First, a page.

I know that people in the north-east do want to continue to trade with Europe.They want Nissan to continue to sell cars made in Sunderland into the EU market, they want Hitachi to be able to sell trains put together in Newton Aycliffe to our European neighbours, and for BMW to keep its engine plant in the region. They want manufacturers to continue to be able to import ‘friction-free’ parts to be put together locally from across Europe without having to pay huge tariffs.This means the UK must have staying in the single market as a core negotiating position.Without it the hat-trick of stagnated wages, poorly-paid work and declining prospects for young generations will become entrenched by Brexit, not removed.
Our democracy looks unstable.The country is more divided now than at any time I can remember, and trust in politicians is low. How can we, in these circumstances, work in such a way as parliamentary democracy is enhanced, not further diminished?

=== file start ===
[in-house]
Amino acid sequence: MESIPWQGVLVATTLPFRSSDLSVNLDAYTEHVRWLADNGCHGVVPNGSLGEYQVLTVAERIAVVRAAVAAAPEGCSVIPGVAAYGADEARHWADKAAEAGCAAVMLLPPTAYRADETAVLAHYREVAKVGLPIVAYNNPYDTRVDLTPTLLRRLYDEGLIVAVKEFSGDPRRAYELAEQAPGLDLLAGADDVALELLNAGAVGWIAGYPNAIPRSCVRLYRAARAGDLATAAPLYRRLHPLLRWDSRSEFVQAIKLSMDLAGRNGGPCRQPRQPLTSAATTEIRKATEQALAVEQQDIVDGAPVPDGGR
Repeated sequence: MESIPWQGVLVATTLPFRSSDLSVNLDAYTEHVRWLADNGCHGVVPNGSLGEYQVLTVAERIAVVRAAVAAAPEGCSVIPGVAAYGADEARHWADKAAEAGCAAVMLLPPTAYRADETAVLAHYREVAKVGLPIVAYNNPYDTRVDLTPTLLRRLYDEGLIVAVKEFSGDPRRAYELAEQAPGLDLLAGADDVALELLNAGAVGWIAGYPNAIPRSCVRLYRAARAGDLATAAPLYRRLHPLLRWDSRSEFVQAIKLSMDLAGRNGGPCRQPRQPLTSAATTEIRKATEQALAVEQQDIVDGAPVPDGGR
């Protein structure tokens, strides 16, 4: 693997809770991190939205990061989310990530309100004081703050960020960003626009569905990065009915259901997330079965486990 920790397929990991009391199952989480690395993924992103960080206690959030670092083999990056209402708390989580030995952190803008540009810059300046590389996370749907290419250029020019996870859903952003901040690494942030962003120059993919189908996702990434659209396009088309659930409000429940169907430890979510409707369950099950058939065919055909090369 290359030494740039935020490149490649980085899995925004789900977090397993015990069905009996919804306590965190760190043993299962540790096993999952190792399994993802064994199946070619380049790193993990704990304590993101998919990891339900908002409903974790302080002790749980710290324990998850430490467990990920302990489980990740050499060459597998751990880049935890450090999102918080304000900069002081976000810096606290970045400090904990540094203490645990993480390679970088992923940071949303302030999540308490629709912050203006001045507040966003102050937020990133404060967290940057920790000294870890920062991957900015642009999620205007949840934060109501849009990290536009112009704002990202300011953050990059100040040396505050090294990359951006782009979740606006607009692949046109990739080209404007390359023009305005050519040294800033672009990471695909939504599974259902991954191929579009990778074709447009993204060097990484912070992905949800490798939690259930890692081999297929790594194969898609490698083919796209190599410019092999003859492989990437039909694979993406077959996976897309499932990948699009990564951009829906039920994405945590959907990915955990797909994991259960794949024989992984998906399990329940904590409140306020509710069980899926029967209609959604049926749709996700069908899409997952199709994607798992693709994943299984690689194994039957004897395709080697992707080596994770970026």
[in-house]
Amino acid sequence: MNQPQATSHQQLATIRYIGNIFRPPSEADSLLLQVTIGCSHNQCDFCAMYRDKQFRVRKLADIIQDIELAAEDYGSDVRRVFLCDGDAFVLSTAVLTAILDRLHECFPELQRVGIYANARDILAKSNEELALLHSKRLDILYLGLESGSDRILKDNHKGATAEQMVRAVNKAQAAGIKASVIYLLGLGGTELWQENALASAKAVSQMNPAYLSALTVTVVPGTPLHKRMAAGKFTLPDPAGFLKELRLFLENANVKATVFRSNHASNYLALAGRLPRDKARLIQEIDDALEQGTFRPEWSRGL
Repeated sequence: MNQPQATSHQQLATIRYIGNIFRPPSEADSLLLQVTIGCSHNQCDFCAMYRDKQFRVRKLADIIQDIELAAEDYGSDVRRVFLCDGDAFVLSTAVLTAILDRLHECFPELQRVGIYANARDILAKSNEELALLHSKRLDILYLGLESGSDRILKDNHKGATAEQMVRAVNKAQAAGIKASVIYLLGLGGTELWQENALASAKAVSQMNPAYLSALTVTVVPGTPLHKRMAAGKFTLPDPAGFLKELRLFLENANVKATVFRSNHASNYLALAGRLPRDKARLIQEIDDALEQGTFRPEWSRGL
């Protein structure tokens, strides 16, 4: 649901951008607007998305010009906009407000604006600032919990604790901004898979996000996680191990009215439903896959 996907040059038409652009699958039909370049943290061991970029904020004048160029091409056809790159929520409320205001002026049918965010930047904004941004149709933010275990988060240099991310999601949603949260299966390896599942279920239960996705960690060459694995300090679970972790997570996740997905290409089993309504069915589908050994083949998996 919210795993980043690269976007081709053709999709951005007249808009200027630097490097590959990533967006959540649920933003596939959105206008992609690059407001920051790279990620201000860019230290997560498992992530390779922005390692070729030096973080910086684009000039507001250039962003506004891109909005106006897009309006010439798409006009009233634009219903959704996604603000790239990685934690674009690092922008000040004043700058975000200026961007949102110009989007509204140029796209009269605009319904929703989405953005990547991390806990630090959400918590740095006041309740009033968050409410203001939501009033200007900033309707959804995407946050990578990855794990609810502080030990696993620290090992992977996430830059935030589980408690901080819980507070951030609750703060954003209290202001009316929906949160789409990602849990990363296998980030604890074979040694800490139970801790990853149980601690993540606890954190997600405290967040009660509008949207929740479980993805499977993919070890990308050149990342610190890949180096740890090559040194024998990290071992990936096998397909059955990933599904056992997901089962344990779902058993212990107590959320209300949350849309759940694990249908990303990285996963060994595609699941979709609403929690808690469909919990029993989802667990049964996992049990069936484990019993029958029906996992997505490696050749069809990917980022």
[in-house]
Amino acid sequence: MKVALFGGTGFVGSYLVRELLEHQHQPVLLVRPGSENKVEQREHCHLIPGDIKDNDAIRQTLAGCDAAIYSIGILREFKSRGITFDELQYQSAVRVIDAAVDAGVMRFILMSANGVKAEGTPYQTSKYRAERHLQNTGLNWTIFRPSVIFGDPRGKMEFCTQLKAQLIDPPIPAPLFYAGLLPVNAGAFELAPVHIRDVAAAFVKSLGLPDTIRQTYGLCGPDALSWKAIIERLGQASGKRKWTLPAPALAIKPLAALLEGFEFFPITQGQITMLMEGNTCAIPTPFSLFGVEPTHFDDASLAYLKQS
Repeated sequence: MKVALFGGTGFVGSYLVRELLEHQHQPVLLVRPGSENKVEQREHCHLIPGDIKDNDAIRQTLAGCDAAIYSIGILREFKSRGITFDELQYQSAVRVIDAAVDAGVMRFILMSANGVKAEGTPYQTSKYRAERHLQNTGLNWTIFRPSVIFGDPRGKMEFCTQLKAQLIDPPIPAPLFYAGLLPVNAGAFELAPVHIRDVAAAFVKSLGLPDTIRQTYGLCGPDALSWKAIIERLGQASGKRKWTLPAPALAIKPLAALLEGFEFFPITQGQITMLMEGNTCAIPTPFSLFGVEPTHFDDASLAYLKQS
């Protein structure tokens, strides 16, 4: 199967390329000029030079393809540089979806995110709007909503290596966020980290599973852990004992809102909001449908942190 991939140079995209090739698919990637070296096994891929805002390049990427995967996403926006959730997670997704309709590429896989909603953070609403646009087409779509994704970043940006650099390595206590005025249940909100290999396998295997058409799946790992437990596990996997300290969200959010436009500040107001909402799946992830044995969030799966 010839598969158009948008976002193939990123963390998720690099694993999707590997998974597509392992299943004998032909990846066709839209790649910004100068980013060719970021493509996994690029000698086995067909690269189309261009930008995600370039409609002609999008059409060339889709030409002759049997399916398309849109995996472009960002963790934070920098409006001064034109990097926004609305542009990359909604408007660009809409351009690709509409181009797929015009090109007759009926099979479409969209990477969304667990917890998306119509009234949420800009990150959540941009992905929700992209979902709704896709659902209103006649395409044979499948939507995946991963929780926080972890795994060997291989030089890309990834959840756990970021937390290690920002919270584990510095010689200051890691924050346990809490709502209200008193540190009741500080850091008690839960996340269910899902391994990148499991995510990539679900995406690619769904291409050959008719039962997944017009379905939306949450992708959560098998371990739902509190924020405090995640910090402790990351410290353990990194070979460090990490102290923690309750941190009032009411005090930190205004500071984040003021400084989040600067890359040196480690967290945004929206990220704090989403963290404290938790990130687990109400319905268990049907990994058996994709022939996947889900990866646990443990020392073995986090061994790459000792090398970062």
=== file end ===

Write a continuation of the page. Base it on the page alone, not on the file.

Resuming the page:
We know that we only face the issues thrown up by Brexit because of the vicious divisions in the Conservative party, but if it descends further into a traditional intra-party bunfight people on both sides will feel frustrated and disillusioned. We have to act in what we see as the best interests of the country, while continually engaging with the electorate around their views, aspirations and real life challenges.
In the usual run of politics, parliament moulds and shapes governments. Governments are defeated at general elections and only rarely in parliament between general elections.
I start with what seems an obvious piece of constitutional truth, but its important to the debate about how parliament shapes Brexit over the next two years. If those of us that want strong protections for workers – derived from a close relationship with the EU – set out simply to defeat the government over the next two years, we will almost certainly lose. Seeking to win for our tribe will lose for our cause. There is some simple physics here. Bashing the government head-on in order to defeat it, drives government backbenchers into their frontbench’s arms. Trying to defeat ‘the government’ forces those Tories that share our position into the government ranks. The last thing a disillusioned Tory backbencher wants right now is the government to fall and a general election to follow.
Between now and the next election, we need a more subtle approach to politics which wins people over and allows members of parliament to stand up for what they believe in beyond the normal noise of political parties.This is far from easy.